Books,  Transition

Change is everywhere – 3 recent books to understand change better

The last year has brought about much change for many of us. Some of us chose to make changes, others had change thrust upon them. Either way, change can be daunting. But if well understood, it can help us transition closer to our ideal life, and internally, to transform ourselves towards a better self. We are all, after all, a work in progress. The only constant is change is a cliché that is hard to avoid, especially because it continues to be true, timely and relevant.


When I need to tackle any topic, I like to turn to books as a first source. It was telling that there were several books about change published in the last 24 months. Not to mention that Atomic Habits by James Clear continues to be #1on the NYT Best Seller list, as I am writing this article, even though it was published in 2018. Clearly, many people are thinking about how to deal with change, and how to change themselves.


Here are three books published in the last 12 months about change:


Be Who You Want is a book by a psychologist – Christian Jarrett may be a familiar name for avid readers of Aeon (if you are not, I recommend checking it out). Unsurprisingly, this book is grounded in psychology research, while tackling the topic of personality change. research and science behind changing personality. Recently, I wrote about how a shift in identity is an inevitable result of transitions. In this book, Jarrett defines the concept of personality (one of the elements of our identity) and demonstrates the (high) correlation between personality traits and success and longevity. Changing your personality can help you become happier, wealthier and healthier. And this book shows you how, based on current research.

How to Change by Katy Milkman reads as an Engineer’s approach to making change happen. Milkman approaches each of our behavioral impulses which may cause a hindrance to change as a “problem” to be solved, and develops us for a solution, much like an engineer would do when building a bridge or fixing a bug. The book starts with a fantastic example about Andre Agassi’s comeback, I definitely learned something from that one story. But later on, I found some of the solutions a little too optimistic (e.g. align the timing of changes to new year), and perhaps there is more science in there than necessary, especially if you are just looking for a practical book. But that said, I thought it was a good read, and you will learn a few new things to help you change.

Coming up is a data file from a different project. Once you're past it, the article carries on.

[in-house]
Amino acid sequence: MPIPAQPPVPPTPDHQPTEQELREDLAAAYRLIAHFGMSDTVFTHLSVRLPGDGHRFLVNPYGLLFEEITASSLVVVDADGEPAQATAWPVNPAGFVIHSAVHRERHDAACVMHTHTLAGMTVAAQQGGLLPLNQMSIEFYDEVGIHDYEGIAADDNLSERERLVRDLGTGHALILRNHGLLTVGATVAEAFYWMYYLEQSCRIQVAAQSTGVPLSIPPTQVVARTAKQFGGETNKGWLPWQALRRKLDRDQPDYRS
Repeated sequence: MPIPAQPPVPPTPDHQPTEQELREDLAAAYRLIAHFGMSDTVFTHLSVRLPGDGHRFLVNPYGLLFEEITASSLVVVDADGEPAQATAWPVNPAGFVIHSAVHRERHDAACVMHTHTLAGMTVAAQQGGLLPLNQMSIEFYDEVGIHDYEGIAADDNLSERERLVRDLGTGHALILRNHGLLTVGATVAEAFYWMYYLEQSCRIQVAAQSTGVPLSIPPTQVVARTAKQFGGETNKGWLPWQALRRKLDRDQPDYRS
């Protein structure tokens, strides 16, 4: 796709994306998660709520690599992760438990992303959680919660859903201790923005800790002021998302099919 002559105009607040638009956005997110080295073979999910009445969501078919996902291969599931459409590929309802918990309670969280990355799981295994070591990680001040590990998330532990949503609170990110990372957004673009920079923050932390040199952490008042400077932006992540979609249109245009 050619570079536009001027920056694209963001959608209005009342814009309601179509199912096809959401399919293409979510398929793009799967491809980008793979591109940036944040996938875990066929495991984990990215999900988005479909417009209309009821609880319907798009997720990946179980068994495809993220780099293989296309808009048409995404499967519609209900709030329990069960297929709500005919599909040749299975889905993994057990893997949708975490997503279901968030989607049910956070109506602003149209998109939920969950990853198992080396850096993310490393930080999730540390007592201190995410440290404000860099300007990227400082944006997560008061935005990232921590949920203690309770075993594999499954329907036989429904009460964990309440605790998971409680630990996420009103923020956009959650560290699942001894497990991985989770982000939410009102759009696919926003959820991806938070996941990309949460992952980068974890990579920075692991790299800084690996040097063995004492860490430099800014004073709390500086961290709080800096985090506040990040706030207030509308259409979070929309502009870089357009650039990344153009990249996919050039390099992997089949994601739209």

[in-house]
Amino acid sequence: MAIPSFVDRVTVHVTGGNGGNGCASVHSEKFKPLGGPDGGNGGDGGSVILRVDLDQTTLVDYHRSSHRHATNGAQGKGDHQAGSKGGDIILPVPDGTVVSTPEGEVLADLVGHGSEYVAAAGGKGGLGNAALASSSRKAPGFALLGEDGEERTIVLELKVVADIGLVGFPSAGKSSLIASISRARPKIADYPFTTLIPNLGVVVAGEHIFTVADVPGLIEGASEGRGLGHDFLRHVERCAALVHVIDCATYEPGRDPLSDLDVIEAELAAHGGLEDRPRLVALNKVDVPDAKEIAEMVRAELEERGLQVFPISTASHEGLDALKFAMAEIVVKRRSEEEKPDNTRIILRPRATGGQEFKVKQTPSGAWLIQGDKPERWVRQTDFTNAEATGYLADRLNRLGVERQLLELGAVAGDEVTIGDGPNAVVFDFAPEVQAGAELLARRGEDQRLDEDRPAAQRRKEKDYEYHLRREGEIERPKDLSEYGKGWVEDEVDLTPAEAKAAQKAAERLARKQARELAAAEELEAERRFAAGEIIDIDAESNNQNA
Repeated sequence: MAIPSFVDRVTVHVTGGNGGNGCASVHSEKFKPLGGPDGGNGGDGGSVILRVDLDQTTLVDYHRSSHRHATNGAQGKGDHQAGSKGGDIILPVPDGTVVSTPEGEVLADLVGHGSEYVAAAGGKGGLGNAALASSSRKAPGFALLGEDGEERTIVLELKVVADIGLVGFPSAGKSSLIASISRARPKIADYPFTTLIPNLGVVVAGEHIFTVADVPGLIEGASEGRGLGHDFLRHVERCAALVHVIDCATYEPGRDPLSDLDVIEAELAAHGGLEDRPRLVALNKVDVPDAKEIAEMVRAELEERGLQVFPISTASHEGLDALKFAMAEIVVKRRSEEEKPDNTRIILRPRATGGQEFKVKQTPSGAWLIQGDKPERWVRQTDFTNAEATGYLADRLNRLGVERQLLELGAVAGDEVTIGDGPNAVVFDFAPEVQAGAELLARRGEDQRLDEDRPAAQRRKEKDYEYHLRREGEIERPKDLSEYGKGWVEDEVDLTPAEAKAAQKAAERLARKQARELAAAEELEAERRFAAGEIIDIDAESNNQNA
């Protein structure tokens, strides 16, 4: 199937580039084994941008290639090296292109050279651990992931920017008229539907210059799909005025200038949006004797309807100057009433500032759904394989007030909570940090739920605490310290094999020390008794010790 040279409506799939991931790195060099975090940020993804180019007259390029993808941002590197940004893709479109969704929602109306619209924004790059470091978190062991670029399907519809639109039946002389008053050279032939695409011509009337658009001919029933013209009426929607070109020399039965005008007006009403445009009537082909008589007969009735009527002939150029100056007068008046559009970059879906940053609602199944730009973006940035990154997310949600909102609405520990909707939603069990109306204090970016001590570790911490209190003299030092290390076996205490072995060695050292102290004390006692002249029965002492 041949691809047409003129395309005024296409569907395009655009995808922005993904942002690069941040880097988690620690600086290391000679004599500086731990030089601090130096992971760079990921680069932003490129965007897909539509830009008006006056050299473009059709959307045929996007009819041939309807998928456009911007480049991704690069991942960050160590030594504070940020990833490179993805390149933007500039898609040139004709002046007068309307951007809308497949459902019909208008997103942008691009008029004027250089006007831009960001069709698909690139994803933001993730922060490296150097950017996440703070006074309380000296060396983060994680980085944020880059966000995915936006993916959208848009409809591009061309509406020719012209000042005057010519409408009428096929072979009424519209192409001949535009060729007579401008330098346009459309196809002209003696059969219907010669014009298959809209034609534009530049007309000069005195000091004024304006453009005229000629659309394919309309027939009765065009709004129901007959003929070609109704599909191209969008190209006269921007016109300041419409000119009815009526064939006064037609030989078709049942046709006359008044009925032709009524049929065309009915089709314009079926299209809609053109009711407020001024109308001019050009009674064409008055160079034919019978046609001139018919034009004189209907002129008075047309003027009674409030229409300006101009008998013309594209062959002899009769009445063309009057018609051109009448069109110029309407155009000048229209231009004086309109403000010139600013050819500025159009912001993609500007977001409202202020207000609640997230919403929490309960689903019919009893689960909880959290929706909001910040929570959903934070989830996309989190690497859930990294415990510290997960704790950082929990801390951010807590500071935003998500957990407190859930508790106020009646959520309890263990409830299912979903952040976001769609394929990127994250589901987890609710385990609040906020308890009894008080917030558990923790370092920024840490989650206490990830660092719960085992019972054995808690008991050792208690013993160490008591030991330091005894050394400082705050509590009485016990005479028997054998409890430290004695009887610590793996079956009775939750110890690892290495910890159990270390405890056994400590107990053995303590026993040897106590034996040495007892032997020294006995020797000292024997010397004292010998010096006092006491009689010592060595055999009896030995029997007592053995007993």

Uncharted by Margaret Heffernan is slightly different from the other two, in the sense that it is not a book which tells you how to make change happen through changes in behavior. But I decided to include it here because it is about using uncertainty to power change. Heffernan warns us of the perils of trying to predict a future that is inherently complex and unpredictable. Therefore, instead of trying to plan a path in expectation of a projected future, she suggests an alternative approach. Our choice is not between false certainty or ignore, she says, but between surrender or participation. Participation in creating the future is about changing the present and therefore, this book, is a good addition into the literature of change.